There are still more parasites that appear to have an amazing amount of insight into the behavioral patterns of the multiple hosts on which they feed. Take the Lancet liver fluke[1] for example. It rewires the brain circuits of an ant host[2] to rethink what it needs to do. Once inside the ant, it performs a little brain surgery so that it stops doing what ants normally do and instead tricks it to think that it has discovered a life mission; to attach itself to the tip of blade of grass. Interestingly enough, this is exactly where the parasite needs to be in order to be eaten by a passing grazer such as cows or sheep. The fluke considers the ant a sacrifice that it is willing to make on the journey to the next exciting phase of its life. The creature migrates to the liver where it dines on the host, matures and mates. The fertile eggs then migrate to the digestive tract where they are excreted in the feces of the host. A snail[3] which happens to eat grazer feces becomes infected with the parasite. It defends itself by generating cysts to wall of the infection and excretes them out in its slime trail, which just so happens to be a source of moisture for ants which unwittingly eat them and nourish them into microscopic brain surgeons.

Hairworms are another parasite with a talent for brain surgery. It lives inside grasshoppers where it then rewires the grasshopper’s central nervous system to deceive them to think it would be a great idea to take a swim. The grasshopper drowns, but the hairworms get to swim out to continue their life cycle. This talent for brain surgery is not limited to tiny worms. Rabies is a virus which has amazing capabilities to edit the neurology of its host in order to generate behaviors that serve its purpose at the expense of the host.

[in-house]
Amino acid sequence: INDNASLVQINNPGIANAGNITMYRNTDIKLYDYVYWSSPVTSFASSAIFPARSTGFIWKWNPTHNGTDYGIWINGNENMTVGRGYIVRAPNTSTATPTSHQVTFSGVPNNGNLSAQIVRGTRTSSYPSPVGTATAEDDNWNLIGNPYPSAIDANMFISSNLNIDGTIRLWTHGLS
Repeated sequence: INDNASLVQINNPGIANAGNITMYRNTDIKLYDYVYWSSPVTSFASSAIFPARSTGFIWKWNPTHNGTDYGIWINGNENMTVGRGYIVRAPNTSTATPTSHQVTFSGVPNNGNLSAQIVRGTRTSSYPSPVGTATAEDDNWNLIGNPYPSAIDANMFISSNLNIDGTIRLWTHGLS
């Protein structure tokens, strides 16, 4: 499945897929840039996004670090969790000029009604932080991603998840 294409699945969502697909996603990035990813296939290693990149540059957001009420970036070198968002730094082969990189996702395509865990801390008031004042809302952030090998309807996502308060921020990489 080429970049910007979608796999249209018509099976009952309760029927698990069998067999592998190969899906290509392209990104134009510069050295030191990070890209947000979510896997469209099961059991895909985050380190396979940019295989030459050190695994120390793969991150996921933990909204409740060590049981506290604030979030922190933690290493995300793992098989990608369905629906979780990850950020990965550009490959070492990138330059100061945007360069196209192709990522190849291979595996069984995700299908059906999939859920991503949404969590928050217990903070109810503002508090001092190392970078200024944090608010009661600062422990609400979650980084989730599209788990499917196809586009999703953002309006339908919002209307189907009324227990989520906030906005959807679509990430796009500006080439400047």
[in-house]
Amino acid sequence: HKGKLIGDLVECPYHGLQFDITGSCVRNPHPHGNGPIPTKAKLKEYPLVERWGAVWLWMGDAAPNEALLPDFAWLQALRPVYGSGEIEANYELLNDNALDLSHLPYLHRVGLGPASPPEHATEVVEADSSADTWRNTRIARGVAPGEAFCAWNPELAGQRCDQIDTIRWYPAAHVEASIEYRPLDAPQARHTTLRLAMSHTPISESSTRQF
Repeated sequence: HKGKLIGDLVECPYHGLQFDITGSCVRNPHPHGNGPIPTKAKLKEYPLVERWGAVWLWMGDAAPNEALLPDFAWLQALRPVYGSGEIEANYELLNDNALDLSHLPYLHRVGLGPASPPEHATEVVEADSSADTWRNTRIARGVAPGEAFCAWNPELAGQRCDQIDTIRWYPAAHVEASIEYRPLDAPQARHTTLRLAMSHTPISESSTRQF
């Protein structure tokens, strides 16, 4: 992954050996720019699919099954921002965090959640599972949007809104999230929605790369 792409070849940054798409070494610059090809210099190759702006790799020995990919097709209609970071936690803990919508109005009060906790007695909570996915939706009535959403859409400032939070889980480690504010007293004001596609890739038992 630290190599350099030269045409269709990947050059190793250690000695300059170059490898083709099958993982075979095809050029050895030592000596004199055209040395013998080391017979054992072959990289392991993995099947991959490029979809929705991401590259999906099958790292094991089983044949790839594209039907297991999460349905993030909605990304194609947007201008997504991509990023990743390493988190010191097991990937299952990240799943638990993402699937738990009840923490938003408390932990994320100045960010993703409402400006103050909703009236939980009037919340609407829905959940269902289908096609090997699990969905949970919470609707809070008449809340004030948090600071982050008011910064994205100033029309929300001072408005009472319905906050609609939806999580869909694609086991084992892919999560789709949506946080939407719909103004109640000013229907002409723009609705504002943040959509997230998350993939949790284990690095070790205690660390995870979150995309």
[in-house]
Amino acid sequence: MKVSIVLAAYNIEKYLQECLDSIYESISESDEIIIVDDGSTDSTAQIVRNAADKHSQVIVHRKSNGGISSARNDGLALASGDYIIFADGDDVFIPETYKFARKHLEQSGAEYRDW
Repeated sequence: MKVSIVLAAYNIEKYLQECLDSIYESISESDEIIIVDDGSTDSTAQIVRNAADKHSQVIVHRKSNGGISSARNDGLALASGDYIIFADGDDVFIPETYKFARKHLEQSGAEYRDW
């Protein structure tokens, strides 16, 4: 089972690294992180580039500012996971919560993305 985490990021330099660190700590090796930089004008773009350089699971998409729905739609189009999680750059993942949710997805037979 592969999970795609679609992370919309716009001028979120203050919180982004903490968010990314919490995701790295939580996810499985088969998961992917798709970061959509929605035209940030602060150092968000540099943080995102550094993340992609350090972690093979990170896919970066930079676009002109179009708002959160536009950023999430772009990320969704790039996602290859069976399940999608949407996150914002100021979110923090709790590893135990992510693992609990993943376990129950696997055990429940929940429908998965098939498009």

A candy producer in the Philippines called Kopiko graciously sent obstetric doctors candy samples to give away to pregnant mothers. It just so happens that they may have had as much insight into behaviors as parasitic flukes. They had discovered that whatever pregnant women eat affects both their unborn child’s development and their future habits and tastes. Babies receive queues on what is safe from their mother’s metabolism. This influences their food choices among other things after birth.[4]  In a stroke of parasitic genius or coincidence, Kopiko later released a coffee flavored like the candy which the children were greatly attracted to. According to Martin Lindstrom,[5] mothers in the Philippines would even give agitated newborn babies the candy flavored coffee, which they reported “calmed them down”.